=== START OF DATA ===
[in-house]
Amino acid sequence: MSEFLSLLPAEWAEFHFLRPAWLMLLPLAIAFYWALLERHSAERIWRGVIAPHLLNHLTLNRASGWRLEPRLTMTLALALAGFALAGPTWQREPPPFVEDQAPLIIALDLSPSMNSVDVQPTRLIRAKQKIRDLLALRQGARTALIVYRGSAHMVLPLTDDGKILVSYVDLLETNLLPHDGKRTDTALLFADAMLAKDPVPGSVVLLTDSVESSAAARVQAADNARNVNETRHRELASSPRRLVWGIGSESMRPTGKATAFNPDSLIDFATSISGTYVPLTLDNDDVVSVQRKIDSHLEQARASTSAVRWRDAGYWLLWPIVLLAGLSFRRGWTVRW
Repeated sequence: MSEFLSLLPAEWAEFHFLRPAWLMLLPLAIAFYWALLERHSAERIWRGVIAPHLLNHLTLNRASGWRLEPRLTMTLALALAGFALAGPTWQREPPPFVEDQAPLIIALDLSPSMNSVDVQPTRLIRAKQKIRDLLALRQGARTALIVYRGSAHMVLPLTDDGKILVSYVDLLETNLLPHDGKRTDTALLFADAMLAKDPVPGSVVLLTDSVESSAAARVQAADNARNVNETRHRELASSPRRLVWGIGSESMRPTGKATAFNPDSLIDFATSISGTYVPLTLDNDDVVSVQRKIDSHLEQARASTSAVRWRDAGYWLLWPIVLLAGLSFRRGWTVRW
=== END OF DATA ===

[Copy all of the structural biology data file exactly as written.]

[in-house]
Amino acid sequence: MSEFLSLLPAEWAEFHFLRPAWLMLLPLAIAFYWALLERHSAERIWRGVIAPHLLNHLTLNRASGWRLEPRLTMTLALALAGFALAGPTWQREPPPFVEDQAPLIIALDLSPSMNSVDVQPTRLIRAKQKIRDLLALRQGARTALIVYRGSAHMVLPLTDDGKILVSYVDLLETNLLPHDGKRTDTALLFADAMLAKDPVPGSVVLLTDSVESSAAARVQAADNARNVNETRHRELASSPRRLVWGIGSESMRPTGKATAFNPDSLIDFATSISGTYVPLTLDNDDVVSVQRKIDSHLEQARASTSAVRWRDAGYWLLWPIVLLAGLSFRRGWTVRW
Repeated sequence: MSEFLSLLPAEWAEFHFLRPAWLMLLPLAIAFYWALLERHSAERIWRGVIAPHLLNHLTLNRASGWRLEPRLTMTLALALAGFALAGPTWQREPPPFVEDQAPLIIALDLSPSMNSVDVQPTRLIRAKQKIRDLLALRQGARTALIVYRGSAHMVLPLTDDGKILVSYVDLLETNLLPHDGKRTDTALLFADAMLAKDPVPGSVVLLTDSVESSAAARVQAADNARNVNETRHRELASSPRRLVWGIGSESMRPTGKATAFNPDSLIDFATSISGTYVPLTLDNDDVVSVQRKIDSHLEQARASTSAVRWRDAGYWLLWPIVLLAGLSFRRGWTVRW